Background: Personality factors are implicated in the vulnerability to adolescent alcohol misuse. This study examined whether providing personality-targeted interventions in early adolescence can delay drinking and binge drinking in high-risk youth.
Methods: A randomised control trial was carried out with 368 adolescents recruited from years 9 and 10 (median age 14) with personality risk factors for substance misuse. Participants received either a personality-targeted intervention or no intervention. Outcome data were collected on alcohol use through self-reports at 6 and 12-month post intervention and analyses were conducted on the full intent to treat sample.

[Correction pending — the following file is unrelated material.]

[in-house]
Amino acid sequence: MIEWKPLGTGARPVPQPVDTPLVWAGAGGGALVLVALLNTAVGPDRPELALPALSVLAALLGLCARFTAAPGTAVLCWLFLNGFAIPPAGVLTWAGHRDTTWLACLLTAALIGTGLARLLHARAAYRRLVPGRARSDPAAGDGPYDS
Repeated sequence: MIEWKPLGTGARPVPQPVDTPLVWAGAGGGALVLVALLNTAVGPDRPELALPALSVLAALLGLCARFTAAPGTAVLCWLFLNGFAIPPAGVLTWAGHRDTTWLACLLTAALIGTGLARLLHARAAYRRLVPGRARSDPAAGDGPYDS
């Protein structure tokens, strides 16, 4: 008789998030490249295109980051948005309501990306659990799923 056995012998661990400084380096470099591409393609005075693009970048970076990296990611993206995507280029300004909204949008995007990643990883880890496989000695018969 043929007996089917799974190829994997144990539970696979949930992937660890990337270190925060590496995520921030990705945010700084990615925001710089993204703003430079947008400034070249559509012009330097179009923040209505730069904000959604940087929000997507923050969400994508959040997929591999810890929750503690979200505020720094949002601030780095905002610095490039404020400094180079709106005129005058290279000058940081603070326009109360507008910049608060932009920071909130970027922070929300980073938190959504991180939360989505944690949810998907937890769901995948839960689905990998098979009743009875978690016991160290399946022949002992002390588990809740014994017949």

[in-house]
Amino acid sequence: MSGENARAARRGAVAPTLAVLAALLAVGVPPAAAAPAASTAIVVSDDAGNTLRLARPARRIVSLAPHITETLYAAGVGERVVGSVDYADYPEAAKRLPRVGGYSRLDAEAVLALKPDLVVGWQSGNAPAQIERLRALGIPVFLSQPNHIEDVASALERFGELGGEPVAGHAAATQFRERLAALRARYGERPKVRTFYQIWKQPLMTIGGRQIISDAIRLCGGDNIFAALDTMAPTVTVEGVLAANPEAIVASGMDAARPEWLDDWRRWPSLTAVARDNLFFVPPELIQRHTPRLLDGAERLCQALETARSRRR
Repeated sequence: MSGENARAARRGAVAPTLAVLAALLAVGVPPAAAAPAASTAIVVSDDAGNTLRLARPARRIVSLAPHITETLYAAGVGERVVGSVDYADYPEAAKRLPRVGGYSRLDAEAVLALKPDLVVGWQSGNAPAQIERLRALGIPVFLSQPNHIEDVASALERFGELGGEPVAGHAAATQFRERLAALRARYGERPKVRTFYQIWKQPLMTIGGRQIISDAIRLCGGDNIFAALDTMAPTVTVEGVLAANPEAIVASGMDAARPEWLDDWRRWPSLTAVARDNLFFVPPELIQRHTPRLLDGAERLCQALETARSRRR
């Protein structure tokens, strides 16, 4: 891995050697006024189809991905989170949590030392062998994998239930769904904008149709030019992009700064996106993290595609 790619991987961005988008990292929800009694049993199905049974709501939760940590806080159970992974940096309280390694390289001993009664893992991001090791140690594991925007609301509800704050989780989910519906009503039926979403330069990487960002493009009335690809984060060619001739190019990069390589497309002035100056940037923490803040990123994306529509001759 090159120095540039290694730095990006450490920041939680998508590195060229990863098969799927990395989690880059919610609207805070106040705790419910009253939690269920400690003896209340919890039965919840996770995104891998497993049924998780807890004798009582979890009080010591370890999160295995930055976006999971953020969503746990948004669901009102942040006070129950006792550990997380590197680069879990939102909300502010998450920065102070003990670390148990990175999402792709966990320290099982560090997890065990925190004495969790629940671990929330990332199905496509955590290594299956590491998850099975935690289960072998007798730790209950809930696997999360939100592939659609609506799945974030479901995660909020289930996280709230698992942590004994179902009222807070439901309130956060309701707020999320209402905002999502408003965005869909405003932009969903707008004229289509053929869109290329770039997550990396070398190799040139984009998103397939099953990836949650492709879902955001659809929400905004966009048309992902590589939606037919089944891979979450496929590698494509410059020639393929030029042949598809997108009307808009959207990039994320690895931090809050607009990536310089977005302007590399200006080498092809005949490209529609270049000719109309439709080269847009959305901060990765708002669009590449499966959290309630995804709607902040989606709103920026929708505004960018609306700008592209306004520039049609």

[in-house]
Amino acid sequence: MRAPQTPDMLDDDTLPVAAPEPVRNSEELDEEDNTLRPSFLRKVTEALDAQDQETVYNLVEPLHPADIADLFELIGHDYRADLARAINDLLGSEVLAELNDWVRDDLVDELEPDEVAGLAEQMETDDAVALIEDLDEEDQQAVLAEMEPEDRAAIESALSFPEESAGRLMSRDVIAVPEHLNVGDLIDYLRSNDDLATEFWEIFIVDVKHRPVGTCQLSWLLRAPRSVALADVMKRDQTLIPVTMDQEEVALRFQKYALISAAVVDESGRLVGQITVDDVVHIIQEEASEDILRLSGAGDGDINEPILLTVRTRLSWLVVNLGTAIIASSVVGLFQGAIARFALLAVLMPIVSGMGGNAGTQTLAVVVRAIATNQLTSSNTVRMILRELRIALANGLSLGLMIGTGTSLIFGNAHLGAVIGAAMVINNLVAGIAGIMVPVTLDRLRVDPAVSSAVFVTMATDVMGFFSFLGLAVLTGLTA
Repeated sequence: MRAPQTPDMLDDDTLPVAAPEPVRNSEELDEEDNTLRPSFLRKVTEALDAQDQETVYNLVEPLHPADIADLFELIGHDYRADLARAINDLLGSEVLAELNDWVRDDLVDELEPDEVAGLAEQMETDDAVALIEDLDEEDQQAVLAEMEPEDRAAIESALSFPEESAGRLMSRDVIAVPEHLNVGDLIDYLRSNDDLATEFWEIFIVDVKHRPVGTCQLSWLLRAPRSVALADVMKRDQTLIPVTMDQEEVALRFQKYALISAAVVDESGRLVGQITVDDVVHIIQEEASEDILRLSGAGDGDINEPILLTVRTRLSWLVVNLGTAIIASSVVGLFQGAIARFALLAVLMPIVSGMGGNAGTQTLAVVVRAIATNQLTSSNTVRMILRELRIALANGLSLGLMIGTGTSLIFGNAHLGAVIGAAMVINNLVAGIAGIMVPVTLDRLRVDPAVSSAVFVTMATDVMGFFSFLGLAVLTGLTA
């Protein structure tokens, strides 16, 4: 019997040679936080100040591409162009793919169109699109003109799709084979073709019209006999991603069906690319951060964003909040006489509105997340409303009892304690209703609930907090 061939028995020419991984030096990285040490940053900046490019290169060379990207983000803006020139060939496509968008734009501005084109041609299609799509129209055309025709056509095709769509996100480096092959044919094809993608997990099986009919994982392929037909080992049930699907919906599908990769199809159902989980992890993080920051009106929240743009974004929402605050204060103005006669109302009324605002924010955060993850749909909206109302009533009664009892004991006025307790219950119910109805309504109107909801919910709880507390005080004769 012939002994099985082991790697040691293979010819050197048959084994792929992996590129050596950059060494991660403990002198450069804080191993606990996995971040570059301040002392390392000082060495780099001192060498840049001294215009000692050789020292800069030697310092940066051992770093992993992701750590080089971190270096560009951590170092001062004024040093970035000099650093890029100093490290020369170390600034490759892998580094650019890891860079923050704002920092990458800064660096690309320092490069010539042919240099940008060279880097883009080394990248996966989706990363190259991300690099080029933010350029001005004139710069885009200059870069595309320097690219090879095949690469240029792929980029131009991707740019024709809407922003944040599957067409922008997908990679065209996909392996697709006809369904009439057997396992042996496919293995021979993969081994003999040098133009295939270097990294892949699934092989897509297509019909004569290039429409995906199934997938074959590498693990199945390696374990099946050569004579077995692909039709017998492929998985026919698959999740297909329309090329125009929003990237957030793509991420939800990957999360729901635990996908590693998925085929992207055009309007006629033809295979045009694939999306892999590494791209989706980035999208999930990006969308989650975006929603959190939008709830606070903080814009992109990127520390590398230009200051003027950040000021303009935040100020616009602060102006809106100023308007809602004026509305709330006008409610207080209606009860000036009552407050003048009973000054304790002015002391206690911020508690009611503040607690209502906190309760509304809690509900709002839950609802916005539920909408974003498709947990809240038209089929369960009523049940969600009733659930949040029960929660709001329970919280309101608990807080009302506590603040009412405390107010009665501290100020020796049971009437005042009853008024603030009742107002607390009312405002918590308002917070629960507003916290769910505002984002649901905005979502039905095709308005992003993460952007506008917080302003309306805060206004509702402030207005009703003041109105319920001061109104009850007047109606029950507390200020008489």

Results: Multi-group analysis of a latent growth curve model showed a group difference in the growth of alcohol use between baseline and 6-months follow-up, with the control group showing a greater increase in drinking than the intervention group for this period. Interventions were particularly effective in preventing the growth of binge drinking in those students with a sensation seeking (SS) personality. SS drinkers in the intervention group were 45% and 50% less likely to binge drink at 6 (OR = .45) and 12 months (OR = .50) respectively, than SS drinkers in the control group, p = .001, phi = .49, Number Needed to Treat = 2.0.
Conclusions: Considering the robust, inverse relationship between age of onset of alcohol use and later alcohol dependence, this intervention strategy may prove effective in preventing the onset of adult alcohol use disorders, by helping high-risk youth delay the growth of their drinking to a later developmental stage.